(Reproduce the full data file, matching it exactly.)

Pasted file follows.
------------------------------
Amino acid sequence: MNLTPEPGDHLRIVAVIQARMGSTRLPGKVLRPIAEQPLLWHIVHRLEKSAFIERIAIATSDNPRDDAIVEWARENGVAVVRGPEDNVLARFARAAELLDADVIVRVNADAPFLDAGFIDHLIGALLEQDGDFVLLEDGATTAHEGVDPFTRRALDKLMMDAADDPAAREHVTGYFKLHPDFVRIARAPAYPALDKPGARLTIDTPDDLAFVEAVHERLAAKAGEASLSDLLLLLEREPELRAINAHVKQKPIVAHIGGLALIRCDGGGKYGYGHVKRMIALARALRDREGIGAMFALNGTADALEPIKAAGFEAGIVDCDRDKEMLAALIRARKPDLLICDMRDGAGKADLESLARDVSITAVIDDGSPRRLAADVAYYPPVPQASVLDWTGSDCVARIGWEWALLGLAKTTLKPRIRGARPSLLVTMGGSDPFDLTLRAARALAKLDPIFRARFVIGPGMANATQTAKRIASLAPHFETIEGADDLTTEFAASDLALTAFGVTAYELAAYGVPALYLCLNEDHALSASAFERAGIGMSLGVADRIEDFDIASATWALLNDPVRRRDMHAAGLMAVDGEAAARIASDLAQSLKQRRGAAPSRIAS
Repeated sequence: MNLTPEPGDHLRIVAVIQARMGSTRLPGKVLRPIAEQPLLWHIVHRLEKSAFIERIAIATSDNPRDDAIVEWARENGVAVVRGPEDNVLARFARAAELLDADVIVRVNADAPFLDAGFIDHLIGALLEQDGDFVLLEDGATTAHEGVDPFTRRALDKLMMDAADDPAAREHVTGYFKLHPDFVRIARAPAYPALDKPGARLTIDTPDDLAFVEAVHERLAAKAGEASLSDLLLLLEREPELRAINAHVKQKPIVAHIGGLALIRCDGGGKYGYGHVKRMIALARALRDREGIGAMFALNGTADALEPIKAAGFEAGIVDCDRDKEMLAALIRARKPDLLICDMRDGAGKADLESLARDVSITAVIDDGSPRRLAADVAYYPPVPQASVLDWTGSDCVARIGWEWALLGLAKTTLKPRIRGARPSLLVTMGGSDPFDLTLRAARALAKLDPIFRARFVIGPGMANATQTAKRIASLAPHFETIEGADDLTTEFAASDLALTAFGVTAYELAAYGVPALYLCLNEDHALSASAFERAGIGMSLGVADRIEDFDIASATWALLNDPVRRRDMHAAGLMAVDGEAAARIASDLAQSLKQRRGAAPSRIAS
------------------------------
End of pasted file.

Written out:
Amino acid sequence: MNLTPEPGDHLRIVAVIQARMGSTRLPGKVLRPIAEQPLLWHIVHRLEKSAFIERIAIATSDNPRDDAIVEWARENGVAVVRGPEDNVLARFARAAELLDADVIVRVNADAPFLDAGFIDHLIGALLEQDGDFVLLEDGATTAHEGVDPFTRRALDKLMMDAADDPAAREHVTGYFKLHPDFVRIARAPAYPALDKPGARLTIDTPDDLAFVEAVHERLAAKAGEASLSDLLLLLEREPELRAINAHVKQKPIVAHIGGLALIRCDGGGKYGYGHVKRMIALARALRDREGIGAMFALNGTADALEPIKAAGFEAGIVDCDRDKEMLAALIRARKPDLLICDMRDGAGKADLESLARDVSITAVIDDGSPRRLAADVAYYPPVPQASVLDWTGSDCVARIGWEWALLGLAKTTLKPRIRGARPSLLVTMGGSDPFDLTLRAARALAKLDPIFRARFVIGPGMANATQTAKRIASLAPHFETIEGADDLTTEFAASDLALTAFGVTAYELAAYGVPALYLCLNEDHALSASAFERAGIGMSLGVADRIEDFDIASATWALLNDPVRRRDMHAAGLMAVDGEAAARIASDLAQSLKQRRGAAPSRIAS
Repeated sequence: MNLTPEPGDHLRIVAVIQARMGSTRLPGKVLRPIAEQPLLWHIVHRLEKSAFIERIAIATSDNPRDDAIVEWARENGVAVVRGPEDNVLARFARAAELLDADVIVRVNADAPFLDAGFIDHLIGALLEQDGDFVLLEDGATTAHEGVDPFTRRALDKLMMDAADDPAAREHVTGYFKLHPDFVRIARAPAYPALDKPGARLTIDTPDDLAFVEAVHERLAAKAGEASLSDLLLLLEREPELRAINAHVKQKPIVAHIGGLALIRCDGGGKYGYGHVKRMIALARALRDREGIGAMFALNGTADALEPIKAAGFEAGIVDCDRDKEMLAALIRARKPDLLICDMRDGAGKADLESLARDVSITAVIDDGSPRRLAADVAYYPPVPQASVLDWTGSDCVARIGWEWALLGLAKTTLKPRIRGARPSLLVTMGGSDPFDLTLRAARALAKLDPIFRARFVIGPGMANATQTAKRIASLAPHFETIEGADDLTTEFAASDLALTAFGVTAYELAAYGVPALYLCLNEDHALSASAFERAGIGMSLGVADRIEDFDIASATWALLNDPVRRRDMHAAGLMAVDGEAAARIASDLAQSLKQRRGAAPSRIAS